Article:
However hopeless the situation might seem at the large scale, there are many ways to make destructive behaviour at least more difficult. One path is transparency. “Name and blame” is a strategy of many activist groups, as well as journalists. When evidence of unacceptable behaviour is exposed this can affect the power balance. The threat of exposure makes the threshold for destructive behaviour higher. This is, of course, the reason for the necessity of a free press, and it is also why objective information is the first victim in times of conflict. In these days it is fascinating to see how the mobile phone is dramatically changing the scene, since it gives so many people access to real time information.

In some cases it helps to introduce or reinforce rules that are based on respect. This might start at a small scale, for example by telling women that it is not normal that their husbands beat them. At a higher level, probably the international community has to play its role more firmly, for example by stressing that ethnic cleansing is not acceptable anymore in the 21st century. It was the reason for a military intervention of NATO in the Balkan region during the nineties. Colonising Palestinian areas by making lives of Palestinians unbearable is not much different in nature.

Sometimes it is needed to use force and even violence, in order to deny the other party any further access to destructive pathways. This is delicate, because the line between constructive action and further destruction is thin. The only justification can be to restore respect, by making the price of pursuing destructive behaviour too high.

It is not helpful to define the conflict as a religious problem. This only cultivates images of the enemy and adds to the escalating pattern of destruction. It easily leads to the confusion between behaviour and identity. If a Palestinian shoots a rocket in the name of Allah, not all Muslims should be condemned for this. But the rocket bombing has to stop. If a group of Jewish settlers steels land, not the entire Jewish people should be condemned for this. But the steeling has to stop. Religious arguments cannot justify such actions, just as they cannot justify condemning a people for the acts of some.

For designing constructive strategies we have to understand that it is nothing else but a conflict of interests, and religious arguments are being used as weapons. A conflict of interest is like people disagreeing on how to divide a pie. As long as they keep on using destructive strategies, the pie will shrink, and all get less in the end. Once they learn how to use constructive means to settle their dispute, they will discover that the pie is bigger than they thought and there is more to divide.

Reconnect what has become disconnected

Fighting parties basically are calling for recognition. In the Circle of Coherence, the quadrant of challenge and fighting is about how to divide the pie. As long as interaction is healthy, contesters use their qualities and creativity to find the best way to make use of each other, including their differences. By disagreeing and arguing they find out what the possibilities and limitations are. Often it appears that there are more possibilities than they had thought of, once they know more about the situation and each other. This is how the pie turns out to be bigger.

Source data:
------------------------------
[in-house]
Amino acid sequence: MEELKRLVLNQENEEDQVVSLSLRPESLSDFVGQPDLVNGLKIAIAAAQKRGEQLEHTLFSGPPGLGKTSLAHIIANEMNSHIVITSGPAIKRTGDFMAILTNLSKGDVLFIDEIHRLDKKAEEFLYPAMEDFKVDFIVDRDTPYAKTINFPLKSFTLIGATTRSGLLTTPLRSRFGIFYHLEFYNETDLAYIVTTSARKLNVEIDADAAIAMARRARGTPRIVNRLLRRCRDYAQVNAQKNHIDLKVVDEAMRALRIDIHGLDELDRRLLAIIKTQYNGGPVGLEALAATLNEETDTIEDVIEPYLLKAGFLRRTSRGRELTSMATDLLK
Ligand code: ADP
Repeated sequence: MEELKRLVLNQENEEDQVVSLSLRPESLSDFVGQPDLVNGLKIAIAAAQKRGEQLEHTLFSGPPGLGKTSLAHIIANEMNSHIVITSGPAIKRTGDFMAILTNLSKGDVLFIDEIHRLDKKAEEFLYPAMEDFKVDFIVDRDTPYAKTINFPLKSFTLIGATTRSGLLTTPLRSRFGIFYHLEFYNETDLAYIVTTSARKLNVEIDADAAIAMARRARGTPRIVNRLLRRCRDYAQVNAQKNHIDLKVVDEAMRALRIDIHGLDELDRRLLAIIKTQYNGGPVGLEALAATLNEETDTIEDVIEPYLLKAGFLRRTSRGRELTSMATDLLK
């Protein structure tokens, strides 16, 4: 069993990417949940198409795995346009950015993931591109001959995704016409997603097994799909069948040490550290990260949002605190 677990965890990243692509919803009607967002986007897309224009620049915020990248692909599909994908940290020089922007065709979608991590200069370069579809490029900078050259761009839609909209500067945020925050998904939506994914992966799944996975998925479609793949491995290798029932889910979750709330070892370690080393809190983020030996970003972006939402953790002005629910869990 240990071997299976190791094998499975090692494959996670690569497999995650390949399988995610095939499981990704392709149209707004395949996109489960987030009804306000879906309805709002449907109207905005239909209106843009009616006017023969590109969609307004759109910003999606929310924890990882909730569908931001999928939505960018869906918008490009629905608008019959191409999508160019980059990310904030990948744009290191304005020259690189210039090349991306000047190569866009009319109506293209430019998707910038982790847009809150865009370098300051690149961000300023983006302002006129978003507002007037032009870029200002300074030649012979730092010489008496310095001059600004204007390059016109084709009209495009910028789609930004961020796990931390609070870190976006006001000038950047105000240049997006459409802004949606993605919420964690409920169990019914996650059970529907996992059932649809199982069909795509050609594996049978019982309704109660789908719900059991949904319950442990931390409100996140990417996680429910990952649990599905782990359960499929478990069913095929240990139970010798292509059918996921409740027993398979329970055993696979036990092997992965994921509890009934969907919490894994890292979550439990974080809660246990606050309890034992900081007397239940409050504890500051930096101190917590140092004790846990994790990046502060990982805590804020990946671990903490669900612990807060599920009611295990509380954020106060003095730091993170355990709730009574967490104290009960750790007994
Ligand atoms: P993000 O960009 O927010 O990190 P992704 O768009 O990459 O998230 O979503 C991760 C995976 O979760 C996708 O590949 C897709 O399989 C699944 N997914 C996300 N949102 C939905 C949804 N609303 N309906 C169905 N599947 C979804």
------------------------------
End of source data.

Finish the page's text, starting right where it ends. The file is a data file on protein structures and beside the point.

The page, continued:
The pattern of challenge shifts to the pattern of fighting when people do not feel sufficiently recognised in their ambitions and the position they think they need for realising them. Then they start to believe they are better off when they diminish the influence of others. This provokes similar thoughts at their opponents, and the escalating pattern takes off.

As long as they do not feel recognized themselves in their legitimate interests and intentions, they will not have the mental space for giving attention to others. A negotiator, being respected by both sides, should provide this recognition, and then facilitate the negotiations on how to deal with the differences.

When trust has been destroyed, it can take a long time to build it up again. Here it helps to remember that trust will grow if it is properly nourished. Connection is the key. As long as people live in separation, it is easy to nurture biases. When people meet, many of these biases appear not to be true.

Usually we project both hope and fear on other people. Hope on the ones that might help us out of the misery. Clever populist leaders abuse this for gaining power. Fear on the ones we mistrust. In conflicts, these fears might become disproportional, and once we start acting according to these fears as being true, they might even become self-fulfilling prophecies. Part of the process of trust building is therefore to know about these fears at both sides, and make efforts to defy suspicion. When we succeed in making such suspicions explicit, and agree on ways to deal with them, this is a big move forward.

Language for reflection and encouragement

This list of strategic steps cannot be exhaustive. I have tried to draw a framework that follows from the ecological approach of networks, and I hope that many things peace workers are doing already can be better understood, as well as some pitfalls they should avoid.

How such strategic steps would look like in the dark circumstances of peace workers in the Holy Land: I cannot tell. I hope the way of framing conflict in ecological terms, and language it offers to talk about what really matters, could be helpful in finding such strategies together, with examples from practice. If we succeed in reinforcing hope of each other that we might be a small part of solutions rather than part of the problem, this might provide us with the encouragement and energy to carry on.